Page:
It became clear that drastic measures would be needed in order to prevent global prices from suffering the same fate. As a result, OPEC+ agreed on the largest production cuts in history, taking 10mb/d of production offline. This was further aided by a sharp contraction in US shale oil production, and to a much lesser extent by non-OPEC ex US supply.

Exhibit 8: The price crash in 2020 lead to an unprecedented supply response

Mb/d vs December 2019

Source: Goldmoney Research

The important part for future production is that we make a clear distinction between those three supply sources (counting OPEC and the + states as one source). There are very different reasons for why production is down from each source and more importantly, what the long term prospects are.

In the second part of this report, we will discuss the prospects of each source in detail and show that the pandemic, and the ensuing price crash, have accelerate a process where global production will hardly be able to grow. At the same time, demand will not peak as quickly as people believe. This has the potential for a massive supply shortfall in the medium term.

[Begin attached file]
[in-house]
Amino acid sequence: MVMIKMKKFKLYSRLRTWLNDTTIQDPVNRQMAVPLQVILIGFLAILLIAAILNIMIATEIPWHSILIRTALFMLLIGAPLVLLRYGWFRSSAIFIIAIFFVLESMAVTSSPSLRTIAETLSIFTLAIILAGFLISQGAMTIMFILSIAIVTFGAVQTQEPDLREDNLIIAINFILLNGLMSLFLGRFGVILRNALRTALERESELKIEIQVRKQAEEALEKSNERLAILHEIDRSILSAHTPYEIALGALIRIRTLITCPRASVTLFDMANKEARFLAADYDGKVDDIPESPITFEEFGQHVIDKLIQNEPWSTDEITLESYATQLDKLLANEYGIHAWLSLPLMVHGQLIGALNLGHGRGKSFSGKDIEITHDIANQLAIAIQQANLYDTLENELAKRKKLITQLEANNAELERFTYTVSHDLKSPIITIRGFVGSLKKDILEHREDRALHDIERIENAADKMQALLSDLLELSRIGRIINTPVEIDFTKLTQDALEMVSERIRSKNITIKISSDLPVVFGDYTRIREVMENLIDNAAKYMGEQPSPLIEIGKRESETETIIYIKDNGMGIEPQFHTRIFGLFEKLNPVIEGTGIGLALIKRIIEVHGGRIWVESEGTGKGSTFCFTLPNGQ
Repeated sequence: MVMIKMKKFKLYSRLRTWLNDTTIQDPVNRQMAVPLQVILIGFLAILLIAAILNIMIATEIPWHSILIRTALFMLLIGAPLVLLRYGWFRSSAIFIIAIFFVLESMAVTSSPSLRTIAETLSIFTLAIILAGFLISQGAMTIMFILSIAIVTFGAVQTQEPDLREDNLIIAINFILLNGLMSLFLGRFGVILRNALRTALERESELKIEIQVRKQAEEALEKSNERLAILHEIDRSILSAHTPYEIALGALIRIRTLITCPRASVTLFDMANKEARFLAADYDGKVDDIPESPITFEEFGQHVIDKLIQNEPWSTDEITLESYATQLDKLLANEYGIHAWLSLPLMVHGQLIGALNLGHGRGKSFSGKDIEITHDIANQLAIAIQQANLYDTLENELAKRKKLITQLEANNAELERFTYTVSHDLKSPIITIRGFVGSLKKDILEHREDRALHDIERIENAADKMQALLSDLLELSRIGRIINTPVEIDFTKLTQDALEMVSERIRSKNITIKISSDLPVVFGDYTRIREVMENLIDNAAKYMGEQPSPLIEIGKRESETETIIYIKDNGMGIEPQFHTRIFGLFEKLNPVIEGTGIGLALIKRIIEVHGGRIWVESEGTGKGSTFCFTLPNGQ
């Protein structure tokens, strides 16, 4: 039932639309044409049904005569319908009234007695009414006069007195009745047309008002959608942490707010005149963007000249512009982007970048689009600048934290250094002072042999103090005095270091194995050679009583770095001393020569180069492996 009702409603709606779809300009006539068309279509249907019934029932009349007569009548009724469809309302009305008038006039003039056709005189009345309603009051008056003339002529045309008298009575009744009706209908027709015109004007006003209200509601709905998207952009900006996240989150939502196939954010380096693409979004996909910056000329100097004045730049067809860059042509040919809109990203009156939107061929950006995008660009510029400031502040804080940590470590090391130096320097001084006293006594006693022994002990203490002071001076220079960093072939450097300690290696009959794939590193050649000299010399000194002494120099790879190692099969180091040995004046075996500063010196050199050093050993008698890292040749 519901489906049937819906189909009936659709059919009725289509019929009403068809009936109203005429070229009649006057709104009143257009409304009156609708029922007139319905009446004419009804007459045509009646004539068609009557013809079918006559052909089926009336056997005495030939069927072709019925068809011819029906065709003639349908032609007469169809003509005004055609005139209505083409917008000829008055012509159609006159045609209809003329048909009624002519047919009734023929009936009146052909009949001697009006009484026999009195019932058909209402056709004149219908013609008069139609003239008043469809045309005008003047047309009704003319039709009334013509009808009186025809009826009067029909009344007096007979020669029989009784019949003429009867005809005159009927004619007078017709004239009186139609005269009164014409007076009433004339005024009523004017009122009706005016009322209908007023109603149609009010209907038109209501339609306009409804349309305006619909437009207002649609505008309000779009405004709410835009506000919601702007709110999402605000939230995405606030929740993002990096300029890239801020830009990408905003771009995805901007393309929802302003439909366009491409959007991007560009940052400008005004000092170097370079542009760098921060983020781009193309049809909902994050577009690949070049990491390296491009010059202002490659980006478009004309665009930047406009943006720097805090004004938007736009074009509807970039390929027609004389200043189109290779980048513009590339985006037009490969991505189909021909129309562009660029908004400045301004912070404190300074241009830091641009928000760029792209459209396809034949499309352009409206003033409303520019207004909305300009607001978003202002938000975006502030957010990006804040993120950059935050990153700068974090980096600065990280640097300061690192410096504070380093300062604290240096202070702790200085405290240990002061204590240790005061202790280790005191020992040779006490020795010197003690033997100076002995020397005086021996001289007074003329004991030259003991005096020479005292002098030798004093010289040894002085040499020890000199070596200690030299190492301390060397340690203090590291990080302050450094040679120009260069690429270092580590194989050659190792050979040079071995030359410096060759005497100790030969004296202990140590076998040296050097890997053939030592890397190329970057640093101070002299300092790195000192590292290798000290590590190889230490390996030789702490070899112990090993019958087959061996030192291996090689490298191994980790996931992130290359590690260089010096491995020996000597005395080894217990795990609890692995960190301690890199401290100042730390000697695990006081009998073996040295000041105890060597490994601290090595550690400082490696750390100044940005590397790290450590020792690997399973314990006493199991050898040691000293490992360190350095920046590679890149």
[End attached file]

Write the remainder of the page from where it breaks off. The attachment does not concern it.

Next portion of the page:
[1] As we have explained before, we use the 5-year forward Brent price as a proxy for the markets long term expectations for oil prices


[2] It is important to notice however that some central banks in emerging markets have been more aggressively buying gold in the past years. While not an important factor in the past years, central banks could become a major driver for gold prices going forward if emerging markets ramp up their purchases.





The views and opinions expressed in this article are those of the author(s) and do not reflect those of Goldmoney or Menē, unless expressly stated. Please note that neither Goldmoney, Menē, nor any of its representatives provide financial, legal, tax, investment, or other advice. Such advice should be sought from an independent regulated person or body who is suitably qualified to do so. Any information provided in this article is provided solely as general market commentary and does not constitute advice. Neither Goldmoney nor Menē will accept liability for any loss or damage, which may arise directly or indirectly from your use of or reliance on such information. Goldmoney is a shareholder of Menē, the author a director and shareholder of Goldmoney, and has, therefore, an indirect interest in Menē.

What to Read Next